Book Image

Modern Web Development with ASP.NET Core 3 - Second Edition

By : Ricardo Peres
Book Image

Modern Web Development with ASP.NET Core 3 - Second Edition

By: Ricardo Peres

Overview of this book

ASP.NET has been the preferred choice of web developers for a long time. With ASP.NET Core 3, Microsoft has made internal changes to the framework along with introducing new additions that will change the way you approach web development. This second edition has been thoroughly updated to help you make the most of the latest features in the framework, right from gRPC and conventions to Blazor, which has a new chapter dedicated to it. You’ll begin with an overview of the essential topics, exploring the Model-View-Controller (MVC) pattern, various platforms, dependencies, and frameworks. Next, you’ll learn how to set up and configure the MVC environment, before delving into advanced routing options. As you advance, you’ll get to grips with controllers and actions to process requests, and later understand how to create HTML inputs for models. Moving on, you'll discover the essential aspects of syntax and processes when working with Razor. You'll also get up to speed with client-side development and explore the testing, logging, scalability, and security aspects of ASP.NET Core. Finally, you'll learn how to deploy ASP.NET Core to several environments, such as Azure, Amazon Web Services (AWS), and Docker. By the end of the book, you’ll be well versed in development in ASP.NET Core and will have a deep understanding of how to interact with the framework and work cross-platform.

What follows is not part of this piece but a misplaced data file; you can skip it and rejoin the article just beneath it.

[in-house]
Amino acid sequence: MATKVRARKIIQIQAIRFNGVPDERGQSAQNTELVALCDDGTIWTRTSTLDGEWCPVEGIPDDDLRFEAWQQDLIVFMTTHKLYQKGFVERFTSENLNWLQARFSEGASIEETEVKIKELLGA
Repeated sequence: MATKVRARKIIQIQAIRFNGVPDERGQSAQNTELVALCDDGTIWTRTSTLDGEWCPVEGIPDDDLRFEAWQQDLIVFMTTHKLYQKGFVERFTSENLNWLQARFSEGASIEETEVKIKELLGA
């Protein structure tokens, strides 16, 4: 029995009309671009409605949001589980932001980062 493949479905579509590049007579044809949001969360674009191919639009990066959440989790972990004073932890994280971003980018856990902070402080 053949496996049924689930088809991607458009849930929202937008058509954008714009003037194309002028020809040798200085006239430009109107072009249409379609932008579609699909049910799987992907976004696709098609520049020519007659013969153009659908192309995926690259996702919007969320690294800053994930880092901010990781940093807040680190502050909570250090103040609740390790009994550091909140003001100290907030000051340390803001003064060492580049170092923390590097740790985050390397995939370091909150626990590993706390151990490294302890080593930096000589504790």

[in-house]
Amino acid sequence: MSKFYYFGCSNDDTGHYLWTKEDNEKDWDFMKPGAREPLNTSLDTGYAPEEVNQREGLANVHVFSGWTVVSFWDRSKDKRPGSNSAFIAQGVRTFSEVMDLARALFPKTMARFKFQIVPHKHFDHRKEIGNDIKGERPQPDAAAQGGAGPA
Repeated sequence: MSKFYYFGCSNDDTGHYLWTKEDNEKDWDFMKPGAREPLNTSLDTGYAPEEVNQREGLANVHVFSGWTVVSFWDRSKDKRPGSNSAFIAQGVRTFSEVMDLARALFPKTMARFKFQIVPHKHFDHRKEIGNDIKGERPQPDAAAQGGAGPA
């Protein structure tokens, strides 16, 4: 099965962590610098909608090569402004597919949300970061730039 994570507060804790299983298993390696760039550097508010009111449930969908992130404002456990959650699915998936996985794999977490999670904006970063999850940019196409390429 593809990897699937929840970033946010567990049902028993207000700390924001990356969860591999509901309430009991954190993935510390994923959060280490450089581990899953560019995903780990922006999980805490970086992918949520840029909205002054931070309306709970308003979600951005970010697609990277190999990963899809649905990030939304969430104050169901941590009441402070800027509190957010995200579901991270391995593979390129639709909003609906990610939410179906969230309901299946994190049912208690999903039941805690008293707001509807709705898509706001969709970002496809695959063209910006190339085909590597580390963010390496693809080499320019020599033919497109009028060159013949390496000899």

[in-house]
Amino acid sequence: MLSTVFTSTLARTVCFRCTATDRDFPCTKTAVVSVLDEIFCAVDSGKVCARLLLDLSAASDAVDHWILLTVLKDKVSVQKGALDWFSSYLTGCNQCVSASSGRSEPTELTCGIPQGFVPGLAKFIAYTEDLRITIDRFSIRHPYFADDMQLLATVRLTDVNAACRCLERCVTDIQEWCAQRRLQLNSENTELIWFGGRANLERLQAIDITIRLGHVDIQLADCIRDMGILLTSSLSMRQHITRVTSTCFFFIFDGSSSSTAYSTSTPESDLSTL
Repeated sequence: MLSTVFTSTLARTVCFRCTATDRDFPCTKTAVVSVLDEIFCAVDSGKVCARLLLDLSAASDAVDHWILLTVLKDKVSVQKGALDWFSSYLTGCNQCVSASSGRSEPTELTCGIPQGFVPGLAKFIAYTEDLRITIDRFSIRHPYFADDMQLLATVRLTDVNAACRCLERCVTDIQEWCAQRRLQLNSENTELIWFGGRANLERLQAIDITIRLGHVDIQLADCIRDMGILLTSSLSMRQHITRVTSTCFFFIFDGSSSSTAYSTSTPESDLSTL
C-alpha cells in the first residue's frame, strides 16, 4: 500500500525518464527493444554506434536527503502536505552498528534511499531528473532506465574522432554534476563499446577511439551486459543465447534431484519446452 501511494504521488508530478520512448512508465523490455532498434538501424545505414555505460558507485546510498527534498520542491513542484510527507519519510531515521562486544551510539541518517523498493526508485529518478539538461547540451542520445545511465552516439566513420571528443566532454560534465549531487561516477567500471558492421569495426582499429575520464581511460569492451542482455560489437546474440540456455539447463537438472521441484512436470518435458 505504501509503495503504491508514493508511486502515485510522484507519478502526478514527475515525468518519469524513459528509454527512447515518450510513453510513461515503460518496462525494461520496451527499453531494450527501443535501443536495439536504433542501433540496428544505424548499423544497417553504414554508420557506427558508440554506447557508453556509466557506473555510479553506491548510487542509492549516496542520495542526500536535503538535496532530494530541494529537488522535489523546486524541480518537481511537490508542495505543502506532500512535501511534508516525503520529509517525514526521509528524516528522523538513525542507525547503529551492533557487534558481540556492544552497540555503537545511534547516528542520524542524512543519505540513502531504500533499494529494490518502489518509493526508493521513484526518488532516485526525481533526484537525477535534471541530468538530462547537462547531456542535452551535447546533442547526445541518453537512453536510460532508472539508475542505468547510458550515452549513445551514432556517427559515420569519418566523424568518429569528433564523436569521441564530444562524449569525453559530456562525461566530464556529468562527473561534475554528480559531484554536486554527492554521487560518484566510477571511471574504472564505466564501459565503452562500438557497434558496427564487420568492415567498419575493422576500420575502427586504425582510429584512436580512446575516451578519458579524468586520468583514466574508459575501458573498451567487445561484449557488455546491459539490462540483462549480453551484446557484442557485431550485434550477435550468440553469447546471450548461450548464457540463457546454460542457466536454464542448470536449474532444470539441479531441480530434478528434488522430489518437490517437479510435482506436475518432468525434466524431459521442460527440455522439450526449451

Table of Contents (26 chapters)
Section 1: The Fundamentals of ASP.NET Core 3
Section 2: Improving Productivity
Section 3: Advanced Topics
Appendix A: The dotnet Tool


In this chapter, we saw that using POCO controllers is not really needed, and it requires more work than whatever benefit we can take out of it, so we should have our controllers inherit from Controller.

Then we saw that using asynchronous actions is good for improved scalability as it won't affect performance much, but your app will be more responsive.

You can forget about XML formatting, as JSON works perfectly, and is the standard way to send and process data on the web.

We learned that we should use POCO classes as the model for our actions. The built-in model binders work well, as we'll see in upcoming chapters, but you can add the cookie value provider as it may come in handy.

As far as model validation is concerned, we saw that it is better to stick to the good old data annotations API. If necessary, you should implement IValidatableObject in your model.

The Redis distributed cache system is very popular and is supported...